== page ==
Senator Ted Cruz (R-Texas) started a grass-roots petition last week to pressure his fellow Senators to back away from the Gang of Eight’s bipartisan immigration bill.
Telling supporters the bill isn’t principled in its pitch to grant amnesty to more than 10 million illegal aliens living in the United States, Cruz said it’s “urgent” that constituents send a unified message to Congress that legal immigration has to be the cornerstone of any attempt to reform laws and policies that direct a foreign national down a path to U.S. citizenship.
“This is urgent. We must stop this Gang of 8 immigration bill, which would give amnesty to an estimated 11 million illegal immigrants with no guarantee of a secure border,” said Cruz in an email to his supporters, as reported by Breitbart. “The Senate debate is in the final stages and we need to send Washington a strong signal of the overwhelming grassroots opposition to this amnesty bill from Americans across the country…act now – without delay – to help us defeat amnesty and stand for legal immigration!”
The petition kicked off just a day after Senator Brian Schatz (D-Hawaii) introduced an amendment to the immigration plan that, if approved, will allow “stateless,” displaced people staying in the United States to apply for legal status if their native countries have been altered by natural disaster due to climate change.
Schatz said climate change is not an “abstract challenge” but an indisputable fact with a human toll the U.S. can help mitigate, by allowing its many foreign victims to seek legal status here (since, presumably, America is immune to the “climate change” that’s running everyone else to our shores):
The amendment I am proposing is quite simple. If enacted, the Secretary of Homeland Security, in consultation with the Secretary of State, may designate individuals or a group of individuals displaced permanently by climate change as stateless persons.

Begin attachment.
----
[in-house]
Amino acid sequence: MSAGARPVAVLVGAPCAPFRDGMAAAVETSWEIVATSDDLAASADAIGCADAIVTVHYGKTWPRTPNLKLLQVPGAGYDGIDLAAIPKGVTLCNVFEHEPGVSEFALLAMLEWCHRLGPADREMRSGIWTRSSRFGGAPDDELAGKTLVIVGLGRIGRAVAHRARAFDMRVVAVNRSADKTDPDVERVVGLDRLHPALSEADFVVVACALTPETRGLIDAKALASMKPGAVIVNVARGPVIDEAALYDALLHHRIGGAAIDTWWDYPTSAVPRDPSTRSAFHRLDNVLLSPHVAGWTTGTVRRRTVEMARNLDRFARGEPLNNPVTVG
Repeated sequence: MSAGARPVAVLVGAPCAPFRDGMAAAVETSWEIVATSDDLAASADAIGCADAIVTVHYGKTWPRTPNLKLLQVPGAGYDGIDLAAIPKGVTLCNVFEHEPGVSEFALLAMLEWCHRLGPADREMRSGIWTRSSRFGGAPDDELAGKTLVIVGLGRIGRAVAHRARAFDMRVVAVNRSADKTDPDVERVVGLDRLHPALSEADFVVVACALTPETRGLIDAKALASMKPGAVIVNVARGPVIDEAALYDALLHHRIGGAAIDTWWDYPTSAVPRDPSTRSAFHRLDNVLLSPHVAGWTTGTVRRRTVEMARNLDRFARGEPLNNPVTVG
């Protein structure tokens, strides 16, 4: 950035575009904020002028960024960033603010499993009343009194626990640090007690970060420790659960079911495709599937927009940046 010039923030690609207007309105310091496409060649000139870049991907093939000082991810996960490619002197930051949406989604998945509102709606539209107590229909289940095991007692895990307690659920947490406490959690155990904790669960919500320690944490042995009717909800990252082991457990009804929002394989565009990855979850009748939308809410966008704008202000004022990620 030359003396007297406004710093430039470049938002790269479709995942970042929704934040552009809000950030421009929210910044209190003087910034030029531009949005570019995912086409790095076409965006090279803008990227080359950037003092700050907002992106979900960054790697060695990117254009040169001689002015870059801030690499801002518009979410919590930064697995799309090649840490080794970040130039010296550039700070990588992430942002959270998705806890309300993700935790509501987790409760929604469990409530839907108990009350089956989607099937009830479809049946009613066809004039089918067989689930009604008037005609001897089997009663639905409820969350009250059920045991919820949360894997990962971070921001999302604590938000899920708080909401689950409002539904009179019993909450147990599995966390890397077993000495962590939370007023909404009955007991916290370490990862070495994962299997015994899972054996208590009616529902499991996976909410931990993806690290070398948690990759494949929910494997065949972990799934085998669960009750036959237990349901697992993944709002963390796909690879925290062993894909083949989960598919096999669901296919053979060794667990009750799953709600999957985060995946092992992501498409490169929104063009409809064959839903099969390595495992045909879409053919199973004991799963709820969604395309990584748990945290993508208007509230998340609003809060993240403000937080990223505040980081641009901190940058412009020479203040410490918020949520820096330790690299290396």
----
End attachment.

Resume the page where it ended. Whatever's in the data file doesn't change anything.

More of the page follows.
Again, let me be clear about what this amendment does. It simply recognizes that climate change, like war, is one of the most significant contributors to homelessness in the world. And like with states torn apart and made uninhabitable by war, we have an obligation not to deport people back to a country made uninhabitable by sea level rise and other extreme environmental changes that render these states desolate. It does not grant any individual or group of individuals outside the United States with any new status or avenue for seeking asylum in the United States.
The amendment may not seek to grant anyone a new status, but it does immeasurably swell the population of non-citizens who can claim a legal foothold in the United States. And it does so disingenuously, by sheltering the argument for seeking legal status under the incredibly divisive, controversial and very dubious aegis of climate change as an incontrovertible, immutable fact.
The proposed amendment also would require funding for a study to assess (or, more likely, assign) the impact of climate change on populations who migrate internally within the U.S.